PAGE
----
City of Hamilton worried HDI will continue to impede access in Chedoke Creek clean-up

The City of Hamilton is seeking provincial help in its work to clean up the polluted Chedoke Creek, saying it is concerned the Haudenosaunee Development Institute will impede access to the city’s clean-up work this summer.

Lawyers asked a court last week for the province to intervene in the clean-up order as the city and the HDI continue to be at odds over how work should proceed on the contentious project.

The creek was the site of a massive sewage spill that was kept secret over five years by the city, with the 24-billion-litre spill only coming to public attention after a Hamilton Spectator investigation.

The creek feeds an environmentally sensitive and significant wetland in Hamilton, Cootes Paradise, that connects to Lake Ontario.

The city hopes the province will grant them an access order to ensure unimpeded access to the creek.

The case is supposed to be heard by a judicial panel on June 13, a mere days before the $6 million dredging of the creek is expected to begin.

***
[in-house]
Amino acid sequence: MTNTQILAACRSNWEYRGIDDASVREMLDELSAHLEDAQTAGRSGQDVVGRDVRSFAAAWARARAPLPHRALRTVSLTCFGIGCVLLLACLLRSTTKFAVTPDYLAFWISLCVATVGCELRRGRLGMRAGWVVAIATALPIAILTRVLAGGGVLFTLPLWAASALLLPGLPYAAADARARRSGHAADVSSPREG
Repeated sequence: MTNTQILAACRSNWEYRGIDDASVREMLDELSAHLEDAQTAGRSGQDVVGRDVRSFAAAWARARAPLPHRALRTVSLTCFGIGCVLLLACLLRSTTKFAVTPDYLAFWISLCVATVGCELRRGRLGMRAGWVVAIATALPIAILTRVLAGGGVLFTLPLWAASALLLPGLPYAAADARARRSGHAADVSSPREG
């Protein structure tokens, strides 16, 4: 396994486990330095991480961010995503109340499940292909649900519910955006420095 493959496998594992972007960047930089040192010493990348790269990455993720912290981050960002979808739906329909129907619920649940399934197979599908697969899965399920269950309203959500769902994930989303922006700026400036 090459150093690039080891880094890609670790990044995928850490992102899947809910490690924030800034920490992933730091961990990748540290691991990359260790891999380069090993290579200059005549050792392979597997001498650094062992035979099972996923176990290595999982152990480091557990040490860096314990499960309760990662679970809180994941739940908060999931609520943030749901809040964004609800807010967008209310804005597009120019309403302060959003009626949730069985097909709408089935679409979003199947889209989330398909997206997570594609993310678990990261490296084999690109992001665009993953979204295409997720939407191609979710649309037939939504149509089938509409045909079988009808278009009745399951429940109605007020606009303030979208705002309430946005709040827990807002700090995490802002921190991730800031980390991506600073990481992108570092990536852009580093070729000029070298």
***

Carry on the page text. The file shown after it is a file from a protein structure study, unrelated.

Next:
The city has to meet a fall deadline to ensure the clean-up is complete. A previous deadline of last December was pushed to this fall after the HDI stopped clean-up work last August.

HDI representative Aaron Detlor told The Hamilton Spectator that they were not notified of the provincial application.

“I’m tremendously disappointed, but not surprised,” said Detlor. “It seems to me contrary to the honour of the Crown to try to get an order to limit treaty rights and not tell the people who hold the rights.”


He told the Spectator he would be in contact with the city upon learning of the application.

“What the city wants is for (us) to just sit on the site and watch them undertake work … when we don’t know whether it is a real cleanup or not,” he told the Spectator.

The HDI is seeking $400,000 from the city to have environmental monitors involved in the clean up work.

Flamborough-Glanbrook MPP Donna Skelly has suggested calling the police if anyone impedes clean-up work.

The clean-up deadline is Oct. 31.


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